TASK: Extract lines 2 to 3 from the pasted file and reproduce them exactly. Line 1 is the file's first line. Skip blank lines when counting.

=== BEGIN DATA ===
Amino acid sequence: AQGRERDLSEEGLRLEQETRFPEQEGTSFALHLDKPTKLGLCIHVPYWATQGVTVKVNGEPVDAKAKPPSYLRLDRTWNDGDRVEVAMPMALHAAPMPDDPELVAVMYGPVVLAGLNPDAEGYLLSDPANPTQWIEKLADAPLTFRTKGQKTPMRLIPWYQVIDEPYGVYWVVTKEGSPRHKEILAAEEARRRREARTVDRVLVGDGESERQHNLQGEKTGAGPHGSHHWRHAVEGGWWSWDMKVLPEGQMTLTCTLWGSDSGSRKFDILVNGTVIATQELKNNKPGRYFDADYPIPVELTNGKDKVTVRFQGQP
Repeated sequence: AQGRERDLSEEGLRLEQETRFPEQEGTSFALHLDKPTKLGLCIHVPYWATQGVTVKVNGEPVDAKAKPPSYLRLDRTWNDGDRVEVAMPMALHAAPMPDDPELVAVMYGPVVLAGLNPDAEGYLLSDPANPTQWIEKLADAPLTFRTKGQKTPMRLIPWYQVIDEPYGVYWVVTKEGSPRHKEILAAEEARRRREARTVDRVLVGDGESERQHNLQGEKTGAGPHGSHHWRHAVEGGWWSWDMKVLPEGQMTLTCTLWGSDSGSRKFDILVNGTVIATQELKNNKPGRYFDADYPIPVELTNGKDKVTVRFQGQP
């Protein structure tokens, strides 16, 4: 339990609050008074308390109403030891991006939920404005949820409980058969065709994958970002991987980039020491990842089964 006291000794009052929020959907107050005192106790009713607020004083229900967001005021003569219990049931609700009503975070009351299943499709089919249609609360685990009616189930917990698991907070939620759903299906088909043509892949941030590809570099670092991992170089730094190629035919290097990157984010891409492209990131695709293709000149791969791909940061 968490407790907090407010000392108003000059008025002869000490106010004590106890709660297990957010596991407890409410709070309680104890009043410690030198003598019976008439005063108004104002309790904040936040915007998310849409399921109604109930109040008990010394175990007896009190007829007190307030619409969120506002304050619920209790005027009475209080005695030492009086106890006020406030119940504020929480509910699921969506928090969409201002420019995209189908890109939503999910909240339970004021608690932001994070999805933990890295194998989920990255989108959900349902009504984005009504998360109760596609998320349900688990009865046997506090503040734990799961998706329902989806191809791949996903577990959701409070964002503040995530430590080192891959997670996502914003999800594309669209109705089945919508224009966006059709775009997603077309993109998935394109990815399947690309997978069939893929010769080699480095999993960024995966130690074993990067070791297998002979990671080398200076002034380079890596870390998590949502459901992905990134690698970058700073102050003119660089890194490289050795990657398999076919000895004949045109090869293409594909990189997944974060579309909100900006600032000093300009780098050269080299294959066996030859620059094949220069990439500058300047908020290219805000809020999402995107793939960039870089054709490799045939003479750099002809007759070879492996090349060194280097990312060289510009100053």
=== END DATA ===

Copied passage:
Repeated sequence: AQGRERDLSEEGLRLEQETRFPEQEGTSFALHLDKPTKLGLCIHVPYWATQGVTVKVNGEPVDAKAKPPSYLRLDRTWNDGDRVEVAMPMALHAAPMPDDPELVAVMYGPVVLAGLNPDAEGYLLSDPANPTQWIEKLADAPLTFRTKGQKTPMRLIPWYQVIDEPYGVYWVVTKEGSPRHKEILAAEEARRRREARTVDRVLVGDGESERQHNLQGEKTGAGPHGSHHWRHAVEGGWWSWDMKVLPEGQMTLTCTLWGSDSGSRKFDILVNGTVIATQELKNNKPGRYFDADYPIPVELTNGKDKVTVRFQGQP
């Protein structure tokens, strides 16, 4: 339990609050008074308390109403030891991006939920404005949820409980058969065709994958970002991987980039020491990842089964 006291000794009052929020959907107050005192106790009713607020004083229900967001005021003569219990049931609700009503975070009351299943499709089919249609609360685990009616189930917990698991907070939620759903299906088909043509892949941030590809570099670092991992170089730094190629035919290097990157984010891409492209990131695709293709000149791969791909940061 968490407790907090407010000392108003000059008025002869000490106010004590106890709660297990957010596991407890409410709070309680104890009043410690030198003598019976008439005063108004104002309790904040936040915007998310849409399921109604109930109040008990010394175990007896009190007829007190307030619409969120506002304050619920209790005027009475209080005695030492009086106890006020406030119940504020929480509910699921969506928090969409201002420019995209189908890109939503999910909240339970004021608690932001994070999805933990890295194998989920990255989108959900349902009504984005009504998360109760596609998320349900688990009865046997506090503040734990799961998706329902989806191809791949996903577990959701409070964002503040995530430590080192891959997670996502914003999800594309669209109705089945919508224009966006059709775009997603077309993109998935394109990815399947690309997978069939893929010769080699480095999993960024995966130690074993990067070791297998002979990671080398200076002034380079890596870390998590949502459901992905990134690698970058700073102050003119660089890194490289050795990657398999076919000895004949045109090869293409594909990189997944974060579309909100900006600032000093300009780098050269080299294959066996030859620059094949220069990439500058300047908020290219805000809020999402995107793939960039870089054709490799045939003479750099002809007759070879492996090349060194280097990312060289510009100053």